Her final words of advice, “You have to be really careful to never make a choice based on money. Follow your passion. You must feel strongly about it!”

    Facebooktwitterredditpinterestlinkedinmail

    September 27, 2013 • Film School, Filmmaking, Guest Speakers, Screenwriting • Views: 8688

  • Larry David Is a Pretty, Pretty Funny Writer

    Facebooktwitterredditpinterestlinkedinmail

    We’re wishing Larry David a happy birthday, even though he hates The Happy Birthday Song. The man wouldn’t even sing for Ben Stiller. Like most things in life, it’s a whole “to do.” This is essentially the core of Larry’s humor. His witty observations about the nuances of life and rules of society are the basis for arguably two of the best comedy programs ever made. Seinfeld, which he co-created with Jerry Seinfeld, revolutionized the sitcom. At a time when sitcoms were churning out an A story and a short B story, Larry was packing in four intertwined character arcs into one episode. Jerry, George, Kramer, and Elaine were integral parts of each episode. If you dissect individual episodes, you would find that a lazier show runner could have easily created four whole episodes out of one show. Each of those episodes would still be funny, but that’s not Larry’s style. This is what puts Larry above the rest. His show will forever be a part of popular culture. One can compare everyday situations to episodes of Seinfeld, as if the show was a handbook for life. Even quoting Seinfeld is a part of life for some. Here are some of the more popular phrases from the show, in case you’ve been living under a rock.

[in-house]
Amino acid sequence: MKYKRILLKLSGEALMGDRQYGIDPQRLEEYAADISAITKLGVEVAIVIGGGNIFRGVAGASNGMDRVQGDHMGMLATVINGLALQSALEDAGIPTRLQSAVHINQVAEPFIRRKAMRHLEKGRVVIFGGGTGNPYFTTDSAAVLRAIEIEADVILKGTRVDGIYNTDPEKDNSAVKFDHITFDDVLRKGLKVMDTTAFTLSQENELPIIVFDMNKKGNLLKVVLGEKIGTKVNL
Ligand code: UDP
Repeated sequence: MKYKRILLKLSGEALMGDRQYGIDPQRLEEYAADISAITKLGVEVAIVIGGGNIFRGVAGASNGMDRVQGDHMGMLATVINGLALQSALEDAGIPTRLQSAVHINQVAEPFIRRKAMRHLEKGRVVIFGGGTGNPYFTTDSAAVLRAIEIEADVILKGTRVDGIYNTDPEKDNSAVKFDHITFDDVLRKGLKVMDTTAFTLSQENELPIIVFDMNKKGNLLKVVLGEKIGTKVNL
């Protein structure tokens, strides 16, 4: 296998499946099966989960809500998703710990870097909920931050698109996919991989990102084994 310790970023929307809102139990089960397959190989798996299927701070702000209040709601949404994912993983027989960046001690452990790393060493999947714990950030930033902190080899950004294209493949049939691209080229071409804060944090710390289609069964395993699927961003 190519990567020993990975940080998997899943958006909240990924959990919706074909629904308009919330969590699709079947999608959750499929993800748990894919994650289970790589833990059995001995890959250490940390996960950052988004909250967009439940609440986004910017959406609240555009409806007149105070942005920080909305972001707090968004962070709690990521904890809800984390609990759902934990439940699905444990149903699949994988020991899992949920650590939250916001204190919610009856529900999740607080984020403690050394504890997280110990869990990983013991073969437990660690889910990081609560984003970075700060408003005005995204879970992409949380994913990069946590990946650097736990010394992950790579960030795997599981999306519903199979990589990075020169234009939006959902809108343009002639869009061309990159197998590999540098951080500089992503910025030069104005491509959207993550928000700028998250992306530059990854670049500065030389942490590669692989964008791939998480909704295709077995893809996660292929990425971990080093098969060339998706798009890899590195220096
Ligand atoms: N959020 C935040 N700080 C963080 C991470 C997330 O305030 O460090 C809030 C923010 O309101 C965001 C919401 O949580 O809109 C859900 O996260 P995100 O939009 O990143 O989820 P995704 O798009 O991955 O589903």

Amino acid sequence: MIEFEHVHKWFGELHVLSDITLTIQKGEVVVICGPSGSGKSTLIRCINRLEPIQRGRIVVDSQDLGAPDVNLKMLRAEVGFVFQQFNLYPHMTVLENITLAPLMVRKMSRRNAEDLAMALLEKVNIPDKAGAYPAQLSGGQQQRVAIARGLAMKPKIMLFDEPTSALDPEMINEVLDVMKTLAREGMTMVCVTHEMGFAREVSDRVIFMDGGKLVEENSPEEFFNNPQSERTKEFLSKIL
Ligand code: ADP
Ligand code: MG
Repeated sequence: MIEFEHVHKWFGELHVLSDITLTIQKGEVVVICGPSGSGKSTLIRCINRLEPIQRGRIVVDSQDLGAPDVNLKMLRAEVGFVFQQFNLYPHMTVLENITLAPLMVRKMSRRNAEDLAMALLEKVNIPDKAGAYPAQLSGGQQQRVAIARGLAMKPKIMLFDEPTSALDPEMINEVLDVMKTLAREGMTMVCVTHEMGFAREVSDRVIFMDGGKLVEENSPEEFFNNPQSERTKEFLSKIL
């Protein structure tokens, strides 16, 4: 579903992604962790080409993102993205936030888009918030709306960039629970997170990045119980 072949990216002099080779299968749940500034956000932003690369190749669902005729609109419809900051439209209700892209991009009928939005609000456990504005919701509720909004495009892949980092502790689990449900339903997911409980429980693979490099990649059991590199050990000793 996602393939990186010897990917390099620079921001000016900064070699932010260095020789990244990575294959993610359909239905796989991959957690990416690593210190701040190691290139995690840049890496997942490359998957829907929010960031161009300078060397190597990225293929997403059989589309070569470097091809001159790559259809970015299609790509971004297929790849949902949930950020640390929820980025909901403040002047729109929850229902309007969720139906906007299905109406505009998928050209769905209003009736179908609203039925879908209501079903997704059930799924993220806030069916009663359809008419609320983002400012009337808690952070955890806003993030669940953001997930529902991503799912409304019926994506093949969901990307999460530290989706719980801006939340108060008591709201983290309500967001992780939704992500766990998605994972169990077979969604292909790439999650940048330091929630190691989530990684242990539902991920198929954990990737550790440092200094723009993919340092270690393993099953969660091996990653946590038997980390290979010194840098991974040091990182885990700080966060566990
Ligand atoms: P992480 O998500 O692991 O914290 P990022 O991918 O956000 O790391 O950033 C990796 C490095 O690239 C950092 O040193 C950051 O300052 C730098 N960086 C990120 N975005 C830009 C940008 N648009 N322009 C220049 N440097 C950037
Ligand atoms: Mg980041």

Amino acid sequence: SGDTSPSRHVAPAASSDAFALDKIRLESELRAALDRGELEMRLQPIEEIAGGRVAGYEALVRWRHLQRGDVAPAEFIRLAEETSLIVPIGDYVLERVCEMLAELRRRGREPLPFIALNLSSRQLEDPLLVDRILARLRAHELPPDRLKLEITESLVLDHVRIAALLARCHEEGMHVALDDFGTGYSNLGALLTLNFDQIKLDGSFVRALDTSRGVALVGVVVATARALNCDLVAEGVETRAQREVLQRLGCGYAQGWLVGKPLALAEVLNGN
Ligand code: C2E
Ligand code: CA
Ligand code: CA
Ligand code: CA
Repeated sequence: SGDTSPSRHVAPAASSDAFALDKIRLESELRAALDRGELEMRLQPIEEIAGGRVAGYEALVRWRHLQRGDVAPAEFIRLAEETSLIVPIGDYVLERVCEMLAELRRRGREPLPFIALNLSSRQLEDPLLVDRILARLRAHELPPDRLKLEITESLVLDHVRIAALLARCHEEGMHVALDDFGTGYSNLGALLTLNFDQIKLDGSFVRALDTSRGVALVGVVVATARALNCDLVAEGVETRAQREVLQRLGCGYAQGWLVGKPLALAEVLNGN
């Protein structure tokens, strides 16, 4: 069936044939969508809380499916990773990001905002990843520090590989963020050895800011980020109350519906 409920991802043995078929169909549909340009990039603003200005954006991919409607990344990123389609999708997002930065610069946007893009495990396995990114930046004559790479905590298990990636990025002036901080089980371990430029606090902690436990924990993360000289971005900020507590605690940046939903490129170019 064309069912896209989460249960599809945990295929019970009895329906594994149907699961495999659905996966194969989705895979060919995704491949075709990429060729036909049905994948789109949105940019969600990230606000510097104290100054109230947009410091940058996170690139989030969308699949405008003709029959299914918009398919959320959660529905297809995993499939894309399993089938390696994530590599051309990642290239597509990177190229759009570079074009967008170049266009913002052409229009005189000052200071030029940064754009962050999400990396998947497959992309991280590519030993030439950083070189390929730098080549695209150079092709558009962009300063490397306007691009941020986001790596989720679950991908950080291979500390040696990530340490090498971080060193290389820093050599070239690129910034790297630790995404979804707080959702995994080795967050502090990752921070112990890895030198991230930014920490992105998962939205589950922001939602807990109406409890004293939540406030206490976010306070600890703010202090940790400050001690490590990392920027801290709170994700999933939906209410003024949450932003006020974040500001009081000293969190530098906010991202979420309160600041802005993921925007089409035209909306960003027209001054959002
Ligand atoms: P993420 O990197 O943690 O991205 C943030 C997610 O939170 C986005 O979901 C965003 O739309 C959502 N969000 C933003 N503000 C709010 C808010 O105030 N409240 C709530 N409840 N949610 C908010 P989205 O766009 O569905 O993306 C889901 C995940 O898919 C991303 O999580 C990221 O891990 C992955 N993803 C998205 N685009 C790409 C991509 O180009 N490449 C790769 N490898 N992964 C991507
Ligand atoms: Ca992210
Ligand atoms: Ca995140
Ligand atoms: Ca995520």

After Seinfeld, Larry was given a little more freedom with his own HBO show, Curb Your Enthusiasm. Again, breaking barriers. His loose, single camera improv approach to comedy was refreshing and new. We no longer needed the three camera sets and canned laughter to let us know when it was safe to laugh. Plus, Larry brings himself in front of the camera, and he’s actually “pretty, pretty” good at it. The plots and subplots of the episodes are established in an outline written by David and the dialogue is almost all improvised. Much like Seinfeld, the subject matter in Curb Your Enthusiasm often involves the intricacies of daily life and problems of a conventional society. Larry David always has the need to express his feelings of such problems, which almost always leads him into awkward situations. The situations range from absurdity to pure bad luck, and yet we somehow relate. Check out some of these hilarious moments from the show.

    After eight seasons of Curb and nine seasons of Seinfeld, there’s no telling where Larry can go next. One thing we can tell you, is the man has made quite a pretty penny on his brilliant comedy creations. But, his unique character can never be swayed by money. He is a true individual with an unmistakable personality that can only be, Larry David.

    Tweet us your favorite moments from Seinfeld and Curb Your Enthusiasm @NYFA!

    Facebooktwitterredditpinterestlinkedinmail

    July 2, 2013 • Acting • Views: 8506